• Businesses will move from monthly planning to real-time decisions.
  • There will be flexible two-way models, where users may consume or generate energy depending on market conditions.
  • The definition of an ‘energy supplier’ will become blurred – you could be a supplier to a local community one day, and customer the next.

british gas

There are massive opportunities for businesses to take control of their energy and become more efficient. British businesses are still spending around £20bn a year on energy and we believe that could be brought down by up to 20 per cent through energy efficiency improvements alone.

As part of Centrica, British Gas business is in a unique position in having access to an in-house team of distributed energy experts and traders that can help customers to navigate the complexities of the changing energy landscape and unlock real value from their assets.

A first step for many businesses is to understand exactly how they are using energy – to have better insight. Working with the Panoramic Power team, we can give customers real-time visibility of their electricity use – armed with this data they can identify opportunities to drive down their energy use and/or install new technologies.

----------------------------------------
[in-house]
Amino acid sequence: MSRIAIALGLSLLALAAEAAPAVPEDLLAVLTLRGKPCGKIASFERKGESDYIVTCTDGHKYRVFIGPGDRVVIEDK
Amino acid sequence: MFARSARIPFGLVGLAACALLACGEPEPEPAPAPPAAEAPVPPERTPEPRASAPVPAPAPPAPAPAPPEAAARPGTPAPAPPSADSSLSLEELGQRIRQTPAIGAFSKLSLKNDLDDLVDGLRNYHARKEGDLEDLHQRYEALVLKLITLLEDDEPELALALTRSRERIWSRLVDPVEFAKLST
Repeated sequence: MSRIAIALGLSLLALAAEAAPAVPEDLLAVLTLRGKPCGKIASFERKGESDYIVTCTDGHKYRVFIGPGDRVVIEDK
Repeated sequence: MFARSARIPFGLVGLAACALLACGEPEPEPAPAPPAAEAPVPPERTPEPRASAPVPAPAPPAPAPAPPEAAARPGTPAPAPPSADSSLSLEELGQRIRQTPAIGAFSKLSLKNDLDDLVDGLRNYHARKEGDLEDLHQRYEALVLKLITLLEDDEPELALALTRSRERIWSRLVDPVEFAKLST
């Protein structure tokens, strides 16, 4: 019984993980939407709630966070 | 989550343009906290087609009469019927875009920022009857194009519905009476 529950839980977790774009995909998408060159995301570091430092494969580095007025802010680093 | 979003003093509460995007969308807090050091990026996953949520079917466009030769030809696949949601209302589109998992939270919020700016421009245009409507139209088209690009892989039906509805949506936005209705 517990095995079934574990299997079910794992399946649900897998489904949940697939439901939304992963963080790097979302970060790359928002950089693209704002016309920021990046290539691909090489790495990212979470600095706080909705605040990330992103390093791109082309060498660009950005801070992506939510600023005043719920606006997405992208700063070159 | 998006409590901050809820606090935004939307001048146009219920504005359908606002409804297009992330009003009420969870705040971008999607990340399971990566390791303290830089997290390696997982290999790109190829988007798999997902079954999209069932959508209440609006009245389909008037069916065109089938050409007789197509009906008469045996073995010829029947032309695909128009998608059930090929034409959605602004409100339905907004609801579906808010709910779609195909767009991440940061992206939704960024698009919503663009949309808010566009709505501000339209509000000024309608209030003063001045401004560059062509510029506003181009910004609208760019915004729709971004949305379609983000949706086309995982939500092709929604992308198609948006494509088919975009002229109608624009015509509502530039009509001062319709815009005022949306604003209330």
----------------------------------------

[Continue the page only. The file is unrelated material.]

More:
With clear insight businesses can better optimise their assets –we want to help customers make the most of what they already have.

I often wonder how many companies and organisations which have back-up generators appreciate that instead of standing idle they could be earning money by exporting power back to the grid. 

We’re also working with the Distributed Energy & Power business to help UK businesses design energy solutions, install and maintain systems to help them generate their own energy on site such as solar, combined heat and power (CHP) and heat pumps.

Investing in on-site generation can reduce costs, generate income, improve resilience and reduce carbon emissions.

It’s clear that innovation and disruptive technology will be critical for the future of any business, and how they harness either new technologies or solutions will set successful organisations apart.

That’s why we joined together with Energy Live News at Leicester Space Centre, with some of the most forward thinking companies in the world, to showcase how the changes happening in the energy system are providing massive opportunities for businesses to take control of energy and become more efficient.